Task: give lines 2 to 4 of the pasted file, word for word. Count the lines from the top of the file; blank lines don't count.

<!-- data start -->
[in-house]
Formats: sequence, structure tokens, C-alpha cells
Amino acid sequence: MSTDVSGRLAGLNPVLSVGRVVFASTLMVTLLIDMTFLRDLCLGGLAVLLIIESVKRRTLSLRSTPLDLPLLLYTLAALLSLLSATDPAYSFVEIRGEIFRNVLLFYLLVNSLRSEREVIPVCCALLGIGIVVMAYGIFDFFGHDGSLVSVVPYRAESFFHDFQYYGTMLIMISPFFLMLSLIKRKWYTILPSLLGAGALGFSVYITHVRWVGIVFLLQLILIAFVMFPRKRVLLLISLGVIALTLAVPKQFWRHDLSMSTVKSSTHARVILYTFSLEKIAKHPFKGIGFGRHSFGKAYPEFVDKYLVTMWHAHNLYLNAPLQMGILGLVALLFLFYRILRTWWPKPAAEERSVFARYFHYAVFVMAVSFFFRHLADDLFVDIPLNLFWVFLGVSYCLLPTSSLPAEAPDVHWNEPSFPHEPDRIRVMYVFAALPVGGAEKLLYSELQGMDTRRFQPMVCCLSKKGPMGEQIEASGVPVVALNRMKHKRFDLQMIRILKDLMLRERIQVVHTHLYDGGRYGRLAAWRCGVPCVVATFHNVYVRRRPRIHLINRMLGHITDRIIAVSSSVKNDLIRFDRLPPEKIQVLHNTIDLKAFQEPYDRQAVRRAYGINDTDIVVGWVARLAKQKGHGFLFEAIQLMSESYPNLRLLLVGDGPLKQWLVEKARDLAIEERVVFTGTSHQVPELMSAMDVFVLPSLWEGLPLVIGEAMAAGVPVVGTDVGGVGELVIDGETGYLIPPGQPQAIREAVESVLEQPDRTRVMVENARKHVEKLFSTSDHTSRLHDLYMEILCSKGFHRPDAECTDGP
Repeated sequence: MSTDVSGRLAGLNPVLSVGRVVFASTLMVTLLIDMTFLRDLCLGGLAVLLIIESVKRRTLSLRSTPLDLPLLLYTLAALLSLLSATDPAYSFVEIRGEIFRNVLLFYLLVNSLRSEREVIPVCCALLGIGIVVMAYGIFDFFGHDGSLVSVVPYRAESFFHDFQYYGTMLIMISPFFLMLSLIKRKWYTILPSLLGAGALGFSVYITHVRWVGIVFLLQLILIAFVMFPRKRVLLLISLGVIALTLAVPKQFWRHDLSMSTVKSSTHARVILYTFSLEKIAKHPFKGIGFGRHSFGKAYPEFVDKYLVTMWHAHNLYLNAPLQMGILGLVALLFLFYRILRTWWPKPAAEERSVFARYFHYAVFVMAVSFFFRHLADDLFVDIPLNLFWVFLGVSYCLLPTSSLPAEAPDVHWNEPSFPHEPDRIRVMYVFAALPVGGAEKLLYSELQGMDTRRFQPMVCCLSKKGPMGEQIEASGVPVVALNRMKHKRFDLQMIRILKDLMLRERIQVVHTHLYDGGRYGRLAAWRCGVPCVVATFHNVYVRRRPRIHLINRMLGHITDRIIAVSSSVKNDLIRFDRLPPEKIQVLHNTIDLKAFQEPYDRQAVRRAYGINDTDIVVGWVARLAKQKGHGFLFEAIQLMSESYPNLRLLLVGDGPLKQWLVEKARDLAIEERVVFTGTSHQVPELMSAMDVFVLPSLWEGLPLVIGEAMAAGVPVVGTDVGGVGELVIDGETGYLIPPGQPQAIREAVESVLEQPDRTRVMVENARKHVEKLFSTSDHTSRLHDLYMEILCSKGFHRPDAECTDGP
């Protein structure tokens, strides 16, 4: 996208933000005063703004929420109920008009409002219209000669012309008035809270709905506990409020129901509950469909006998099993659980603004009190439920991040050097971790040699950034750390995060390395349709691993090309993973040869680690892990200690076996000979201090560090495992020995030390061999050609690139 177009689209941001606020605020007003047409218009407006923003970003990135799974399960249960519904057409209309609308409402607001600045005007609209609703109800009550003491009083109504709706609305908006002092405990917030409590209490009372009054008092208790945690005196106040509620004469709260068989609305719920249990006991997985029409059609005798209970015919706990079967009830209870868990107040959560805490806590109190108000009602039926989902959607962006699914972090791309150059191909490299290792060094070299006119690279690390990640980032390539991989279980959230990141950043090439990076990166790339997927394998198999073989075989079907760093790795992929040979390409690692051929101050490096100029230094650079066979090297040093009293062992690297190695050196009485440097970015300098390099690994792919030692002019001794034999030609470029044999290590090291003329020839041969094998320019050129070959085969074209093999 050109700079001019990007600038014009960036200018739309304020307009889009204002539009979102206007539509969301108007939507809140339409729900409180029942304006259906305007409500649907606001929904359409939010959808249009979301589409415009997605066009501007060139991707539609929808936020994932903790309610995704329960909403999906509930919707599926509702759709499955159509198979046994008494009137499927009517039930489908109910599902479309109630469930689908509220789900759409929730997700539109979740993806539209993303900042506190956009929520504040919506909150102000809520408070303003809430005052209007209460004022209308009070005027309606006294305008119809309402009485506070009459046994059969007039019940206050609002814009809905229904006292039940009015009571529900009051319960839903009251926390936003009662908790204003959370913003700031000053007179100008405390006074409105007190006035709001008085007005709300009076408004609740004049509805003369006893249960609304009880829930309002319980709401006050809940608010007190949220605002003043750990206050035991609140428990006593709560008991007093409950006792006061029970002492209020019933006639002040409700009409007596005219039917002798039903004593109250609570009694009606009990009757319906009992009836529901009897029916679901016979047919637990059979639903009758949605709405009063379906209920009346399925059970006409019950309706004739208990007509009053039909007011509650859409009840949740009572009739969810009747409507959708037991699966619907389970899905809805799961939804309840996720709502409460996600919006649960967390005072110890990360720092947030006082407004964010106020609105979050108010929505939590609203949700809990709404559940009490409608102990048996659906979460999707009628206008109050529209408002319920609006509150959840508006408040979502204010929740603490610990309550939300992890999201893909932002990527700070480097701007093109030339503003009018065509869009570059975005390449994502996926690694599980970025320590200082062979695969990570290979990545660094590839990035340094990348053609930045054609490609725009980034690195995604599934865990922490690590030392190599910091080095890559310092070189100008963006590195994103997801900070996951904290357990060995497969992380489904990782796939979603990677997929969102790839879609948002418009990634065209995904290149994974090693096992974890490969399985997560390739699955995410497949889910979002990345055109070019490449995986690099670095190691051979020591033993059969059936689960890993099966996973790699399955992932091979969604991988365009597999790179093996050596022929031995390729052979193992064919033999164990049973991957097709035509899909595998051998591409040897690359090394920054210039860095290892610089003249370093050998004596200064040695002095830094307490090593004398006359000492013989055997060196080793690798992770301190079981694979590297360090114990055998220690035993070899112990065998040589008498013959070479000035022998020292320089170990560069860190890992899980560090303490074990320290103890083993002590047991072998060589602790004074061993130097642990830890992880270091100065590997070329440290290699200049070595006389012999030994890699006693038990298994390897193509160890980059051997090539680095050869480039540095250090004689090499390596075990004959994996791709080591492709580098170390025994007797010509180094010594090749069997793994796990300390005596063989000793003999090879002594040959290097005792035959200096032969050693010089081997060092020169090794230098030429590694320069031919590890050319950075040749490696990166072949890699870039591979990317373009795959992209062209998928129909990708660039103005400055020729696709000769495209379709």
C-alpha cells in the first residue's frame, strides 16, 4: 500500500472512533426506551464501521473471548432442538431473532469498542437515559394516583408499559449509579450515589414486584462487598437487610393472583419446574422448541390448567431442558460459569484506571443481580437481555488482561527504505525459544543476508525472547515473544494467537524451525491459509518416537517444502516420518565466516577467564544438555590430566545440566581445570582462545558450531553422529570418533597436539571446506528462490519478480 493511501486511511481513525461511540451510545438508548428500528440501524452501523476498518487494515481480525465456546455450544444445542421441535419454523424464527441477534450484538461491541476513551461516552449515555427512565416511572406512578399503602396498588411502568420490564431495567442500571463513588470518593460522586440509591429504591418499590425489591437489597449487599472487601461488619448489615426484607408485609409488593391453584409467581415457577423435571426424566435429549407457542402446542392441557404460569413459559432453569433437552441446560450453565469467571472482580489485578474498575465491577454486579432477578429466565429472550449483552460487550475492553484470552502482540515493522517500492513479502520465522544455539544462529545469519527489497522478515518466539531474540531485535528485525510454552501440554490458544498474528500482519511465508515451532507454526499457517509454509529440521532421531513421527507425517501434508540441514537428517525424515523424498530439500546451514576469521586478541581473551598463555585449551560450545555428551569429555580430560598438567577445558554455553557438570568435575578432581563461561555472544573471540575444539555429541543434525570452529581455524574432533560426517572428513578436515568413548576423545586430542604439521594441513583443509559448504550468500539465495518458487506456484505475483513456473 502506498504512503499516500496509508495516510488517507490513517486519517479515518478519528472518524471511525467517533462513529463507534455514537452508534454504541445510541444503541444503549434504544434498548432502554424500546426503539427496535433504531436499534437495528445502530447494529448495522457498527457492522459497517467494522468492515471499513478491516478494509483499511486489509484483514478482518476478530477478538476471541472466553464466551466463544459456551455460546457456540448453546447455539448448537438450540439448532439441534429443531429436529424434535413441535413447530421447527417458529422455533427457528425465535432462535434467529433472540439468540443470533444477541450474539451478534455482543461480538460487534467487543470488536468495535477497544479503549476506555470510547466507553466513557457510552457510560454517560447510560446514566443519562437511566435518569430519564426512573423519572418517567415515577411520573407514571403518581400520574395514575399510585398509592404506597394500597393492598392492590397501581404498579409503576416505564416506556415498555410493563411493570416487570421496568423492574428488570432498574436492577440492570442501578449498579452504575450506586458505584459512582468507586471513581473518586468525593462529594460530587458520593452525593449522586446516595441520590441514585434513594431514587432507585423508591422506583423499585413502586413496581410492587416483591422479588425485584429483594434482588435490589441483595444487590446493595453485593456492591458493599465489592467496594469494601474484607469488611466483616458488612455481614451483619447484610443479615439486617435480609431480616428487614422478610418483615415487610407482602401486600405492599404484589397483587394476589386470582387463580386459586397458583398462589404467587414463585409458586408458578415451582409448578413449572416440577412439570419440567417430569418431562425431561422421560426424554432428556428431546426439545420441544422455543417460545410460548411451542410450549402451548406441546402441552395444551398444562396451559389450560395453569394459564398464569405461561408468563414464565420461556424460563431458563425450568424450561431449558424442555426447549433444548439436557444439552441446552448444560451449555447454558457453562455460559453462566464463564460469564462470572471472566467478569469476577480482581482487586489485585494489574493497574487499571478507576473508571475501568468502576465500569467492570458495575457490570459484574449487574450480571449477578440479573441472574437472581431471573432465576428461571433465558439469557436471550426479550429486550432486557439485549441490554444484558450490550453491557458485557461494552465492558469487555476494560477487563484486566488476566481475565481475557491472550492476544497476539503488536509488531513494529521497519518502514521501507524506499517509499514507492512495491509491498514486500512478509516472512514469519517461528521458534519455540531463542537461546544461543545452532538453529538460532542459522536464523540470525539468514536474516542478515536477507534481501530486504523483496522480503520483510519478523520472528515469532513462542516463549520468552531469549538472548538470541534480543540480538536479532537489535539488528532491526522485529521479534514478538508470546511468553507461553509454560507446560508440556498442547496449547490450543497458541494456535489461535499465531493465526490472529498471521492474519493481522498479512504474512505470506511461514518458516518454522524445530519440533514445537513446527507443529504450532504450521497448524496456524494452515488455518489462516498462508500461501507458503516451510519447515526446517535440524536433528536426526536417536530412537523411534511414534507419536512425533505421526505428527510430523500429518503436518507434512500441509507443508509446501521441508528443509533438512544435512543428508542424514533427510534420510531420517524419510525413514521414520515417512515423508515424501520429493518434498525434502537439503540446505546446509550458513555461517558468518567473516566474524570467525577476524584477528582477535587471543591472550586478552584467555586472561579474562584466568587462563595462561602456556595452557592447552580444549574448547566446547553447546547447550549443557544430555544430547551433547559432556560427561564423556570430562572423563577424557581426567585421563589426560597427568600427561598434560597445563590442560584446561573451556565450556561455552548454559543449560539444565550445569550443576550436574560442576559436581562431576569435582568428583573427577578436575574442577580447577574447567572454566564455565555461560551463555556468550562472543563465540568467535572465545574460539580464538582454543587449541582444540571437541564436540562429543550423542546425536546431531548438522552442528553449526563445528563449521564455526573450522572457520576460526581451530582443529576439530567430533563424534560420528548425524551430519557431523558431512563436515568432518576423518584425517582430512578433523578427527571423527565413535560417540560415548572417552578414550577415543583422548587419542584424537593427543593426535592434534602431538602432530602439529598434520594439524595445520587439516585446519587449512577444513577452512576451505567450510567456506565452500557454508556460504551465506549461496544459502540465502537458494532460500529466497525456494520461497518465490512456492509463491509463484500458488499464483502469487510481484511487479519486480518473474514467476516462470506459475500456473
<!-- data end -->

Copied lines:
Formats: sequence, structure tokens, C-alpha cells
Amino acid sequence: MSTDVSGRLAGLNPVLSVGRVVFASTLMVTLLIDMTFLRDLCLGGLAVLLIIESVKRRTLSLRSTPLDLPLLLYTLAALLSLLSATDPAYSFVEIRGEIFRNVLLFYLLVNSLRSEREVIPVCCALLGIGIVVMAYGIFDFFGHDGSLVSVVPYRAESFFHDFQYYGTMLIMISPFFLMLSLIKRKWYTILPSLLGAGALGFSVYITHVRWVGIVFLLQLILIAFVMFPRKRVLLLISLGVIALTLAVPKQFWRHDLSMSTVKSSTHARVILYTFSLEKIAKHPFKGIGFGRHSFGKAYPEFVDKYLVTMWHAHNLYLNAPLQMGILGLVALLFLFYRILRTWWPKPAAEERSVFARYFHYAVFVMAVSFFFRHLADDLFVDIPLNLFWVFLGVSYCLLPTSSLPAEAPDVHWNEPSFPHEPDRIRVMYVFAALPVGGAEKLLYSELQGMDTRRFQPMVCCLSKKGPMGEQIEASGVPVVALNRMKHKRFDLQMIRILKDLMLRERIQVVHTHLYDGGRYGRLAAWRCGVPCVVATFHNVYVRRRPRIHLINRMLGHITDRIIAVSSSVKNDLIRFDRLPPEKIQVLHNTIDLKAFQEPYDRQAVRRAYGINDTDIVVGWVARLAKQKGHGFLFEAIQLMSESYPNLRLLLVGDGPLKQWLVEKARDLAIEERVVFTGTSHQVPELMSAMDVFVLPSLWEGLPLVIGEAMAAGVPVVGTDVGGVGELVIDGETGYLIPPGQPQAIREAVESVLEQPDRTRVMVENARKHVEKLFSTSDHTSRLHDLYMEILCSKGFHRPDAECTDGP
Repeated sequence: MSTDVSGRLAGLNPVLSVGRVVFASTLMVTLLIDMTFLRDLCLGGLAVLLIIESVKRRTLSLRSTPLDLPLLLYTLAALLSLLSATDPAYSFVEIRGEIFRNVLLFYLLVNSLRSEREVIPVCCALLGIGIVVMAYGIFDFFGHDGSLVSVVPYRAESFFHDFQYYGTMLIMISPFFLMLSLIKRKWYTILPSLLGAGALGFSVYITHVRWVGIVFLLQLILIAFVMFPRKRVLLLISLGVIALTLAVPKQFWRHDLSMSTVKSSTHARVILYTFSLEKIAKHPFKGIGFGRHSFGKAYPEFVDKYLVTMWHAHNLYLNAPLQMGILGLVALLFLFYRILRTWWPKPAAEERSVFARYFHYAVFVMAVSFFFRHLADDLFVDIPLNLFWVFLGVSYCLLPTSSLPAEAPDVHWNEPSFPHEPDRIRVMYVFAALPVGGAEKLLYSELQGMDTRRFQPMVCCLSKKGPMGEQIEASGVPVVALNRMKHKRFDLQMIRILKDLMLRERIQVVHTHLYDGGRYGRLAAWRCGVPCVVATFHNVYVRRRPRIHLINRMLGHITDRIIAVSSSVKNDLIRFDRLPPEKIQVLHNTIDLKAFQEPYDRQAVRRAYGINDTDIVVGWVARLAKQKGHGFLFEAIQLMSESYPNLRLLLVGDGPLKQWLVEKARDLAIEERVVFTGTSHQVPELMSAMDVFVLPSLWEGLPLVIGEAMAAGVPVVGTDVGGVGELVIDGETGYLIPPGQPQAIREAVESVLEQPDRTRVMVENARKHVEKLFSTSDHTSRLHDLYMEILCSKGFHRPDAECTDGP